Both the apps and a variety of new features Dropbox added to Paper come at the request of users; the company says it has been listening very carefully to feedback throughout the beta process and has implemented the top requests. For the web version of Paper, that includes enhanced table features, improve photo galleries and new notifications that are rolled into the Dropbox desktop app.
The changes to tables are pretty straightforward. You can now make them the full width of your document or constrain them to a smaller space if you don't want them to cover the entire screen. You can also resize the width of your columns, and Dropbox made it easier to add and delete cells. I hesitate to truly call these "new" features; they're more like table stakes for any kind of spreadsheet, even a basic tool like Paper's tables.
Paper's improved image galleries are similarly basic. It's a lot easier to drag and drop images around to rearrange and resize them into a gallery -- it's kind of like the way Tumblr handles posts with multiple images. What's more notable is that you can now comment on a single image at a time rather than just leaving a comment for the entire group. Again, a pretty simple feature that's necessary for Paper to truly make a mark as a collaboration tool, but it's good to see it in place as the open beta is launched.
The last new feature for the web is a bit of a bigger deal, as Paper's notification system has been revamped. You have always been able to "@" message peope in your organization who are using Dropbox and Paper, and now a new notification center collects all comments made on documents you've started. It'll also keep track of any time someone pings you with an @ mention or replies to comments you've left in other documents. These notifications are visible both in Paper itself as well as in the Dropbox desktop app that sits in your toolbar, so even if you're not in Paper, you can see who's pinging you.
Beyond the desktop are Paper's first apps for iOS and Android -- Dropbox says that these were the number one most requested feature from beta testers. Rather than try and throw ever Paper feature into the app, though, Dropbox kept things a bit more focused here. The app brings the same notifications from your desktop to the phone, giving you a glanceable view of what people are doing in the documents that you've created or are otherwise working on. Naturally, you'll get push notifications as well. I don't know that I'd want to have those turned on, but Dropbox says having access to this info on the go was a requested feature from users.
You can also respond to comment threads from a dedicated tab within the app, and there are also some basic document editing features baked in. You won't be able to embed the many different types of content that Paper supports, but you'll be able to make quick changes to text from your phone and also drop in images from your camera roll. The app is also smart enough to save any document you've marked as a favorite to the app by default, so you can work on them when you don't have a connection.
All of these changes and the apps roll out today -- and with the open beta, Dropbox will truly have a chance to see how many people are interested in its latest collaboration tool. It's a bit of a change for the company, which has typically focused on first keeping files in sync. Now, Dropbox often says its mission has evolved into "keeping teams in sync," and it looks at Paper as a way to do that.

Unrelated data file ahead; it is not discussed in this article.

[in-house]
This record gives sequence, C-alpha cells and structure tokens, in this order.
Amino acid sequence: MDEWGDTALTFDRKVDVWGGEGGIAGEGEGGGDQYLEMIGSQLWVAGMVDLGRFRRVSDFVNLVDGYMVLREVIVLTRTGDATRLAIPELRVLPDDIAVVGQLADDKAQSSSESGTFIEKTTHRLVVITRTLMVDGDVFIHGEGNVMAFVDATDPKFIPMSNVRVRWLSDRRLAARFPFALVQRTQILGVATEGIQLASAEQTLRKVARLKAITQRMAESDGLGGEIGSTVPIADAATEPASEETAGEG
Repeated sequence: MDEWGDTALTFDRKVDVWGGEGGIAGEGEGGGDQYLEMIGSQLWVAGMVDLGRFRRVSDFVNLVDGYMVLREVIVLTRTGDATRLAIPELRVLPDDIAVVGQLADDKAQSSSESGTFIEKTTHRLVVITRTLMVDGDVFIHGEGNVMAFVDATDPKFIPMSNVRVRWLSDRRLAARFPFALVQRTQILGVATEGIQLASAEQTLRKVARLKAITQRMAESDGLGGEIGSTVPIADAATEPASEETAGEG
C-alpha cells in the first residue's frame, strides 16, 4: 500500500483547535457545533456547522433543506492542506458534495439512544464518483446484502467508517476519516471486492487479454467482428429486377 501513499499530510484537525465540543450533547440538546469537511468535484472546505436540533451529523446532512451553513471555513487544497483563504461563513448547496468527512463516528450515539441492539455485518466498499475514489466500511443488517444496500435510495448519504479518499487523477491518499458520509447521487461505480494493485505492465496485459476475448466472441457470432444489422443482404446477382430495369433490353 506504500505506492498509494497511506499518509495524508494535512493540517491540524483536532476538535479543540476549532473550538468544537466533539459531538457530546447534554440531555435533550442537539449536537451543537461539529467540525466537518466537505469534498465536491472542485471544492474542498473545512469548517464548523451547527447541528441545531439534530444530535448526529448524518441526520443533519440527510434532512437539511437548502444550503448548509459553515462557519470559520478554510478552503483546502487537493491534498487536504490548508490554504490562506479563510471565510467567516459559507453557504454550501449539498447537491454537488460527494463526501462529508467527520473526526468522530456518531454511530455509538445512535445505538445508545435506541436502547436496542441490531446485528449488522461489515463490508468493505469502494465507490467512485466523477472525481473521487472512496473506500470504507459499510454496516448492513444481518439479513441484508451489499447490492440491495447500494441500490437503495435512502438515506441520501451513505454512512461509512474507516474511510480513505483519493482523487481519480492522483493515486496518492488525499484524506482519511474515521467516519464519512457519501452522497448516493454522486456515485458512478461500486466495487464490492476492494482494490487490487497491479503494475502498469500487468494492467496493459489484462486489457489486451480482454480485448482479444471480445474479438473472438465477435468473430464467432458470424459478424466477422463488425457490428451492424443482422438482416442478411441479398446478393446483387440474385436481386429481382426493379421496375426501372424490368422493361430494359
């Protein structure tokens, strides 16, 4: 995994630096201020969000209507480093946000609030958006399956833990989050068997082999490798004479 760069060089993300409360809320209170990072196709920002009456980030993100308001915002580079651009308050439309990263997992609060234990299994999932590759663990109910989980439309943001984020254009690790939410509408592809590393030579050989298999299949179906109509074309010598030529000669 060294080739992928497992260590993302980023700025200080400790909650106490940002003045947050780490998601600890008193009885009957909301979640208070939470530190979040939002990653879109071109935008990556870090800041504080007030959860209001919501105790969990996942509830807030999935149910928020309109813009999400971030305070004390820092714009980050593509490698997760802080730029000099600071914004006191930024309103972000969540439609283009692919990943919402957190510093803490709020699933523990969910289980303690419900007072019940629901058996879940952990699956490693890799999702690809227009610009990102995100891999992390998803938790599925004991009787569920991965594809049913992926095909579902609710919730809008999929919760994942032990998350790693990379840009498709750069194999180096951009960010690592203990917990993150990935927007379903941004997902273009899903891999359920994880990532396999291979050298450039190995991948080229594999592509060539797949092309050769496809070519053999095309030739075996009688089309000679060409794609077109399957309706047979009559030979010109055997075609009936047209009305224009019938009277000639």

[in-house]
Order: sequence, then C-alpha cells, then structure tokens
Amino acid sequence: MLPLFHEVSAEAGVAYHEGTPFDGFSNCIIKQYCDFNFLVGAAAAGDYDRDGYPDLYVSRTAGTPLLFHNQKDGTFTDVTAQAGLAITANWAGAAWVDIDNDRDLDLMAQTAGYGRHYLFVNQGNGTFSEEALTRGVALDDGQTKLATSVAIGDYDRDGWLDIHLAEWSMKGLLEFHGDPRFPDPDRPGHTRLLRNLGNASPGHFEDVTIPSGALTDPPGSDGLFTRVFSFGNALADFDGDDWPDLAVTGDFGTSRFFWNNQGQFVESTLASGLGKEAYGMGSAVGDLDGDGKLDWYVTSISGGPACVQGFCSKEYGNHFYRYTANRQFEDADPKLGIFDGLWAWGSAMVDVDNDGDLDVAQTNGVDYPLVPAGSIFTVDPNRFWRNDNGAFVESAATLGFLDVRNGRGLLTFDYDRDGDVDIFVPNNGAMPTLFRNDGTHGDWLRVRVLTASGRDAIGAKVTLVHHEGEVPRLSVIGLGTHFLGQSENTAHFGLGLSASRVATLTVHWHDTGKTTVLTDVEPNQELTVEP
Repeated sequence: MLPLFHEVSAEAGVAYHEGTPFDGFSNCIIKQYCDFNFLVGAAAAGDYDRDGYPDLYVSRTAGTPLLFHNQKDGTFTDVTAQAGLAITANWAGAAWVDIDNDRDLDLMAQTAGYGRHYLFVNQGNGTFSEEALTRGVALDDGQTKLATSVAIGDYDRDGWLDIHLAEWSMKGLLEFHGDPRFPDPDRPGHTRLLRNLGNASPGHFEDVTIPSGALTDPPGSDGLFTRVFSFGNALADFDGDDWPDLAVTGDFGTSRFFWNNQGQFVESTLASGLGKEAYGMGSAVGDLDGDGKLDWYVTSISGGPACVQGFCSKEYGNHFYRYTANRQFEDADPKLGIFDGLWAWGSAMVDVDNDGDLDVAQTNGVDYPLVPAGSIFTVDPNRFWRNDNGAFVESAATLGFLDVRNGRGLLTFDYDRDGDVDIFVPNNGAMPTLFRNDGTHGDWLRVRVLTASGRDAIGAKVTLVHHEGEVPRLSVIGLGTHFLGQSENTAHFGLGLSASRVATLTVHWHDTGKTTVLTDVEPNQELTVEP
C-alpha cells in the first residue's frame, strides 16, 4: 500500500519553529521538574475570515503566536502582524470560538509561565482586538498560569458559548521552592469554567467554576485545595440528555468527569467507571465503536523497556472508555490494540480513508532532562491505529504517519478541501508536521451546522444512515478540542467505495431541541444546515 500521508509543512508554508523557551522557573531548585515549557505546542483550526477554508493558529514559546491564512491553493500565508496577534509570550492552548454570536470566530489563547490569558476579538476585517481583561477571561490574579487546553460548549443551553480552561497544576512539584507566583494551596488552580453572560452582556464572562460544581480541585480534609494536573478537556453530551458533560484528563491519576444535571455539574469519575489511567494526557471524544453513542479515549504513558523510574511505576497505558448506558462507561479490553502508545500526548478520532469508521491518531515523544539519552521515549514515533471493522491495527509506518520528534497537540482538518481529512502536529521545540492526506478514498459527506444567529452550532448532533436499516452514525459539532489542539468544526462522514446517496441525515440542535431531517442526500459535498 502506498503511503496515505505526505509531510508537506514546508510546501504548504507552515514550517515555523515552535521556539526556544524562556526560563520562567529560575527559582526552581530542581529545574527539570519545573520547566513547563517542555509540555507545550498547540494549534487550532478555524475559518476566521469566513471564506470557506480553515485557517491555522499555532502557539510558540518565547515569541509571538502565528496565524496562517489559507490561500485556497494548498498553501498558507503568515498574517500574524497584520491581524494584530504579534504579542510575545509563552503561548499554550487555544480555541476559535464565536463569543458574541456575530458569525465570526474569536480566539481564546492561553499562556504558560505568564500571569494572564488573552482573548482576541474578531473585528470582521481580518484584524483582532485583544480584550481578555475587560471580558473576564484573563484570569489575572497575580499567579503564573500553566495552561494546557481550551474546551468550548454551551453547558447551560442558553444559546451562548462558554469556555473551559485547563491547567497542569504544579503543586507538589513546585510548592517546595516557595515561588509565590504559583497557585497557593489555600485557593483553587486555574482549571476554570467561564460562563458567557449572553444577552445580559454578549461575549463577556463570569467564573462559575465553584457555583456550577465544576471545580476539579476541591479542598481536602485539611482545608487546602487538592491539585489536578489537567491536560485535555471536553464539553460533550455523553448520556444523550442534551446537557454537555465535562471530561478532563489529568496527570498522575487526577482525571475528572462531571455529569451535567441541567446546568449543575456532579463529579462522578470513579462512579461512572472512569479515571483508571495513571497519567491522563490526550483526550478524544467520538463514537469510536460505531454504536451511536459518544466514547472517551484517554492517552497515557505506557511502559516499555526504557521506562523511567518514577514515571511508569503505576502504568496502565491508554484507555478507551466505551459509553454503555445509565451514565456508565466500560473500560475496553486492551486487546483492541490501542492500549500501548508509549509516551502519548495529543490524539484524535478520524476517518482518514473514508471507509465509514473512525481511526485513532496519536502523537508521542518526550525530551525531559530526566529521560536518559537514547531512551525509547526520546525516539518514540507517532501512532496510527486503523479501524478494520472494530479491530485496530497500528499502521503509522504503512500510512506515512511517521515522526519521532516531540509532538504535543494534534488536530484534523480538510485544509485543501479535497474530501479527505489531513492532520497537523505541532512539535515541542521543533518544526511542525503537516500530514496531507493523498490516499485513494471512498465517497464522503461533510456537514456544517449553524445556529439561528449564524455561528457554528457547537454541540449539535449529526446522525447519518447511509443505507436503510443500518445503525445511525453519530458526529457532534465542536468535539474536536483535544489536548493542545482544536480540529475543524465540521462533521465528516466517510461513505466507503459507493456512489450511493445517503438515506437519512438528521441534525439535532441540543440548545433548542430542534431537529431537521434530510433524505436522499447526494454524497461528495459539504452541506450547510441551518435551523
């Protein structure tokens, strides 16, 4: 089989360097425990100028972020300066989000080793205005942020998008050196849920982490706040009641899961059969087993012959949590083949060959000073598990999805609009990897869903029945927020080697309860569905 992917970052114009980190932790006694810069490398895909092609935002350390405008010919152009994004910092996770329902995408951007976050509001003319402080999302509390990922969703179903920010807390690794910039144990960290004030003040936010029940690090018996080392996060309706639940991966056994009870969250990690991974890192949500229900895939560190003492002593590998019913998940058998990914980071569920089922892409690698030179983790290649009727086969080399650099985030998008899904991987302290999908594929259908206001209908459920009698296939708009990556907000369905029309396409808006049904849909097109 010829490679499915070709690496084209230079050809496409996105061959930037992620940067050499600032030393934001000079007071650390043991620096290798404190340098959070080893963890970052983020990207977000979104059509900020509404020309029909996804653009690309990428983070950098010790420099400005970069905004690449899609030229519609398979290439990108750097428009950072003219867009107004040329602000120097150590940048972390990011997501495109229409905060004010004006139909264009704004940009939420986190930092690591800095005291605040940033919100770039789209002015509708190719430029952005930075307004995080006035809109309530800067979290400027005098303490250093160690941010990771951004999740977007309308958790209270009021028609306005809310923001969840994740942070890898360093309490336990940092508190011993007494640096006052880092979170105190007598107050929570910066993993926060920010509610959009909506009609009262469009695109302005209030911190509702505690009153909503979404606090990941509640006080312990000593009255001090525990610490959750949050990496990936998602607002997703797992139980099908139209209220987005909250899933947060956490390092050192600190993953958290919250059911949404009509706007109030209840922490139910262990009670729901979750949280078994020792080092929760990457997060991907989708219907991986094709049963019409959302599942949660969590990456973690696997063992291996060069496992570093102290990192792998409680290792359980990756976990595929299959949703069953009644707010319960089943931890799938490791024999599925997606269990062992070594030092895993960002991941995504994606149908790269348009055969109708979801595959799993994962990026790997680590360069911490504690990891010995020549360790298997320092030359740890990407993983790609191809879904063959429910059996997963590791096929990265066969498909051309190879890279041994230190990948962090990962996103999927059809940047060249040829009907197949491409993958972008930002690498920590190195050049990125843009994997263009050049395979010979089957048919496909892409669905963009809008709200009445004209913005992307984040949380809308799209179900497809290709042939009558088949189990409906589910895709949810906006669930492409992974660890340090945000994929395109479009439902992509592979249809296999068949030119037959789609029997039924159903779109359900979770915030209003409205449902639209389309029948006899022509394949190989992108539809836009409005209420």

However, Dropbox has killed off a few other initiatives that tried to move the company beyond straight file syncing: the Mailbox email app and Carousel photo-syncing app. I asked Dropbox product manager Kavitha Radhakrishnan if users should have any concern about their Paper docs going away in a few years if the company shutters its latest project, and she said user's shouldn't be worried because of Paper's explicit link to that goal of keeping teams in sync.
Dropbox's new logo for Paper.
"From a strategy perspective, Paper's right at the center [of Dropbox]," Radhakrishnan said. "We're looking at Paper as being a core part of the Dropbox experience, and our momentum over the last year should be a pretty strong signal about how seriously we're taking this." She also told me that users have created 1 million Paper documents so far. In a vacuum, that number isn't terribly meaningful, but given the small scale of the closed beta, Dropbox certainly hopes that number will skyrocket going forward.
As to how Dropbox will be successful with Paper when there are lots of options like Microsoft Office and Google Docs that do many of the same things, Radhakrishnan says Paper's flexibility makes it the kind of tool that makes it well-suited to being used across an organization. "We've seen products that do creation, organization and collaboration really well, but Paper fits across all three of those pillars," she said. "Paper's uniquely positioned in that it's not just one tool that does one part of the workflow well. It brings entire teams together." Whether a one-stop shop for creation, organization and collaboration makes more sense than distinct, focused tools remains to be seen -- but with the beta now open to everyone, Dropbox should find out whether Paper has a future very soon.